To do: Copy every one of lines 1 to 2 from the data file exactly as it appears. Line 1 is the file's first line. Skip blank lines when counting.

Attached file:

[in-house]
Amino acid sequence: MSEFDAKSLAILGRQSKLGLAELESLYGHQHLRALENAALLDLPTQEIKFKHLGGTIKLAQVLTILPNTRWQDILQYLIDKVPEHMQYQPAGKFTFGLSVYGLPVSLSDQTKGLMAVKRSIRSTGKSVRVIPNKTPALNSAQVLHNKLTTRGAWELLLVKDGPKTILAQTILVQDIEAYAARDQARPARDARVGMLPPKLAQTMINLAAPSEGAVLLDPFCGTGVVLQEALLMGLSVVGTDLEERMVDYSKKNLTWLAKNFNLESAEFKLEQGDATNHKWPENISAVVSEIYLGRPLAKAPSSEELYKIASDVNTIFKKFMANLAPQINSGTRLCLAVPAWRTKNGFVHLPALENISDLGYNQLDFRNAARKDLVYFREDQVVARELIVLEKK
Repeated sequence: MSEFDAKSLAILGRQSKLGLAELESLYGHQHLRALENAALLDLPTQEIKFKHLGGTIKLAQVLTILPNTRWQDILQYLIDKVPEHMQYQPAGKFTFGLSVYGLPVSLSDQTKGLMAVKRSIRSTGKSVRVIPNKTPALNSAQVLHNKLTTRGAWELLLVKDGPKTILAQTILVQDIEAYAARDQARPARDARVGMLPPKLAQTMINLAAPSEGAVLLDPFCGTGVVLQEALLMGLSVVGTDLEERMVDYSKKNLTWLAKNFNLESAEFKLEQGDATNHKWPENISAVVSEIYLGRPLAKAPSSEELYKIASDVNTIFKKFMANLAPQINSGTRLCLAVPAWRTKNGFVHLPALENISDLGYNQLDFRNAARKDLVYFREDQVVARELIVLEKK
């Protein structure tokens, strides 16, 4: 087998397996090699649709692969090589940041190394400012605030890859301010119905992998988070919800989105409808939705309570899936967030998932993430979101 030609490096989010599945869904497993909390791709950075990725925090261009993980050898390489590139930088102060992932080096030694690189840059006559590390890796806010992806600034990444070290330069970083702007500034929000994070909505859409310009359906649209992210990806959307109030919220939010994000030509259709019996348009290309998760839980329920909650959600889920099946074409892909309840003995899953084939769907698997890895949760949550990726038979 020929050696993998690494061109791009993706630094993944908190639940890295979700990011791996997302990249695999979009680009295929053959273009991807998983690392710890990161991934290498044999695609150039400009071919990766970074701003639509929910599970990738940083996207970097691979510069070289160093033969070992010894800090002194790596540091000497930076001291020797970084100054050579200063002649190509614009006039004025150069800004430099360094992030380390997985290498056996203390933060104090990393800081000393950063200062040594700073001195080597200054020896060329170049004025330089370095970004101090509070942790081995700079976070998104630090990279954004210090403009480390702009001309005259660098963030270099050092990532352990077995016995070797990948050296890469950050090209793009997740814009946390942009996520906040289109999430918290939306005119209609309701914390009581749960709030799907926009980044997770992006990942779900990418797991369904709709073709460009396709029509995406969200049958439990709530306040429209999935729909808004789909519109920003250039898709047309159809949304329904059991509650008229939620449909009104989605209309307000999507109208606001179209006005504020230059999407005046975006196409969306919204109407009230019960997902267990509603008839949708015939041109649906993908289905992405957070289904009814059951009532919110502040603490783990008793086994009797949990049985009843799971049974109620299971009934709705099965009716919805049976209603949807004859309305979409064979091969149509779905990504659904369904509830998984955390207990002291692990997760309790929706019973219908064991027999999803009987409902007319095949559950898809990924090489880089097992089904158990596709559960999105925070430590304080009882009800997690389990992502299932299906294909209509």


[in-house]
Amino acid sequence: MSEFDAKSLAILGRQSKLGLAELESLYGHQHLRALENAALLDLPTQEIKFKHLGGTIKLAQVLTILPNTRWQDILQYLIDKVPEHMQYQPAGKFTFGLSVYGLPVSLSDQTKGLMAVKRSIRSTGKSVRVIPNKTPALNSAQVLHNKLTTRGAWELLLVKDGPKTILAQTILVQDIEAYAARDQARPARDARVGMLPPKLAQTMINLAAPSEGAVLLDPFCGTGVVLQEALLMGLSVVGTDLEERMVDYSKKNLTWLAKNFNLESAEFKLEQGDATNHKWPENISAVVSEIYLGRPLAKAPSSEELYKIASDVNTIFKKFMANLAPQINSGTRLCLAVPAWRTKNGFVHLPALENISDLGYNQLDFRNAARKDLVYFREDQVVARELIVLEKK